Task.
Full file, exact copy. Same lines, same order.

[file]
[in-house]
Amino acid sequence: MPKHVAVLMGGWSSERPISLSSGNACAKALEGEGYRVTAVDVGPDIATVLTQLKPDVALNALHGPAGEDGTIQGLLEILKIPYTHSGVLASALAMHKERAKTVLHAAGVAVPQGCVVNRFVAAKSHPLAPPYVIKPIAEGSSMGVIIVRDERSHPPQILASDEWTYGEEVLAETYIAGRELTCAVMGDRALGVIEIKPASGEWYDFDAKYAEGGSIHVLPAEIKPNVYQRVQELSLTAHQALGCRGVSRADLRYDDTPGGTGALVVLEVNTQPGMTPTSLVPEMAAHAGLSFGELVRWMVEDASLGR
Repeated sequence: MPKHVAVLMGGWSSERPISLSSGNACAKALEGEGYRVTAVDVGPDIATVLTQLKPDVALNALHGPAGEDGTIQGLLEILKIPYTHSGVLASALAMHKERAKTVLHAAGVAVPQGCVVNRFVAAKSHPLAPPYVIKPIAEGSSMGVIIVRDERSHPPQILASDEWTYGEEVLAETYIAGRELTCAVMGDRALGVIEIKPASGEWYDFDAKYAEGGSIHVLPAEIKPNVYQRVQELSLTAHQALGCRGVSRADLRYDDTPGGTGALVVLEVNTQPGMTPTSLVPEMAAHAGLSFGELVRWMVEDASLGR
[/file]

[in-house]
Amino acid sequence: MPKHVAVLMGGWSSERPISLSSGNACAKALEGEGYRVTAVDVGPDIATVLTQLKPDVALNALHGPAGEDGTIQGLLEILKIPYTHSGVLASALAMHKERAKTVLHAAGVAVPQGCVVNRFVAAKSHPLAPPYVIKPIAEGSSMGVIIVRDERSHPPQILASDEWTYGEEVLAETYIAGRELTCAVMGDRALGVIEIKPASGEWYDFDAKYAEGGSIHVLPAEIKPNVYQRVQELSLTAHQALGCRGVSRADLRYDDTPGGTGALVVLEVNTQPGMTPTSLVPEMAAHAGLSFGELVRWMVEDASLGR
Repeated sequence: MPKHVAVLMGGWSSERPISLSSGNACAKALEGEGYRVTAVDVGPDIATVLTQLKPDVALNALHGPAGEDGTIQGLLEILKIPYTHSGVLASALAMHKERAKTVLHAAGVAVPQGCVVNRFVAAKSHPLAPPYVIKPIAEGSSMGVIIVRDERSHPPQILASDEWTYGEEVLAETYIAGRELTCAVMGDRALGVIEIKPASGEWYDFDAKYAEGGSIHVLPAEIKPNVYQRVQELSLTAHQALGCRGVSRADLRYDDTPGGTGALVVLEVNTQPGMTPTSLVPEMAAHAGLSFGELVRWMVEDASLGR